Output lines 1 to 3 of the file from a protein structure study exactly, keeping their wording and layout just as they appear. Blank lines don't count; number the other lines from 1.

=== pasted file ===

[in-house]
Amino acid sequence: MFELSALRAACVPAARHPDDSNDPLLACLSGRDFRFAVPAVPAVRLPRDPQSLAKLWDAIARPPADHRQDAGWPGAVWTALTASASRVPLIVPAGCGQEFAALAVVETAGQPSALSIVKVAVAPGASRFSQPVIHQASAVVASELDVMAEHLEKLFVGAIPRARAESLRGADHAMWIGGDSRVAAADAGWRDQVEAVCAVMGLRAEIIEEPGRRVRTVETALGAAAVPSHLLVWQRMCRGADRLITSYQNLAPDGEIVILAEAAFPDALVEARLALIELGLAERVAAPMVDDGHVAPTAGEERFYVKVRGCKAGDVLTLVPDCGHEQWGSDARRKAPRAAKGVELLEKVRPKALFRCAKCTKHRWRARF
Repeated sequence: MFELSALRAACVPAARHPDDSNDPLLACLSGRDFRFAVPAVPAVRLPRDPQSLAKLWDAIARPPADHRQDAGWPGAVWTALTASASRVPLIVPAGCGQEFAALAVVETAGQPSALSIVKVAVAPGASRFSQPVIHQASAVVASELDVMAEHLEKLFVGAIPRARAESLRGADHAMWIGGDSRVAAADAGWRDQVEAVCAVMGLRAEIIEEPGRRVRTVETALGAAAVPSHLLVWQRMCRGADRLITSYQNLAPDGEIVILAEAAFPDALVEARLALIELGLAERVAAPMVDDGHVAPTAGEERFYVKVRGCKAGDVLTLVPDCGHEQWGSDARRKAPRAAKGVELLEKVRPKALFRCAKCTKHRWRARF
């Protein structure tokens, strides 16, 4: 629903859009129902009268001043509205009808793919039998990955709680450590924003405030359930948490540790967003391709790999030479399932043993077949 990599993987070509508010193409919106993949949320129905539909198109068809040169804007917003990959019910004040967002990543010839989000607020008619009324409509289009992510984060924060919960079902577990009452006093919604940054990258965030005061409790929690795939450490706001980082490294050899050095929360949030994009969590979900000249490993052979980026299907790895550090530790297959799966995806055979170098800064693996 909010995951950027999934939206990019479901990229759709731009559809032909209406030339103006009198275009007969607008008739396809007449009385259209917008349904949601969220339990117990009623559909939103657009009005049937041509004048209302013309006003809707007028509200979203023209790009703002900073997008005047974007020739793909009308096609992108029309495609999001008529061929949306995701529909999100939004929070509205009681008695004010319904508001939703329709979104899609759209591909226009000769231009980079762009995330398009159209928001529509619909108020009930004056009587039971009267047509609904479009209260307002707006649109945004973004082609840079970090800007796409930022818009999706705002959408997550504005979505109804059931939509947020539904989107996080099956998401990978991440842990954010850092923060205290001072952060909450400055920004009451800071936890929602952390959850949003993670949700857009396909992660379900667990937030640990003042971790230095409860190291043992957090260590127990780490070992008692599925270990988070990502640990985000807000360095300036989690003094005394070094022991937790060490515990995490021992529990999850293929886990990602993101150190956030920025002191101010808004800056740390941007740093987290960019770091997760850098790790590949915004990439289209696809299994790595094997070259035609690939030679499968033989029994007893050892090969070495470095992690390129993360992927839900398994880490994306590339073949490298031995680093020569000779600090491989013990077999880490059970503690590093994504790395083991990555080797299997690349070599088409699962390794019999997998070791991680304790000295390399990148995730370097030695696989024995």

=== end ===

[in-house]
Amino acid sequence: MFELSALRAACVPAARHPDDSNDPLLACLSGRDFRFAVPAVPAVRLPRDPQSLAKLWDAIARPPADHRQDAGWPGAVWTALTASASRVPLIVPAGCGQEFAALAVVETAGQPSALSIVKVAVAPGASRFSQPVIHQASAVVASELDVMAEHLEKLFVGAIPRARAESLRGADHAMWIGGDSRVAAADAGWRDQVEAVCAVMGLRAEIIEEPGRRVRTVETALGAAAVPSHLLVWQRMCRGADRLITSYQNLAPDGEIVILAEAAFPDALVEARLALIELGLAERVAAPMVDDGHVAPTAGEERFYVKVRGCKAGDVLTLVPDCGHEQWGSDARRKAPRAAKGVELLEKVRPKALFRCAKCTKHRWRARF
Repeated sequence: MFELSALRAACVPAARHPDDSNDPLLACLSGRDFRFAVPAVPAVRLPRDPQSLAKLWDAIARPPADHRQDAGWPGAVWTALTASASRVPLIVPAGCGQEFAALAVVETAGQPSALSIVKVAVAPGASRFSQPVIHQASAVVASELDVMAEHLEKLFVGAIPRARAESLRGADHAMWIGGDSRVAAADAGWRDQVEAVCAVMGLRAEIIEEPGRRVRTVETALGAAAVPSHLLVWQRMCRGADRLITSYQNLAPDGEIVILAEAAFPDALVEARLALIELGLAERVAAPMVDDGHVAPTAGEERFYVKVRGCKAGDVLTLVPDCGHEQWGSDARRKAPRAAKGVELLEKVRPKALFRCAKCTKHRWRARF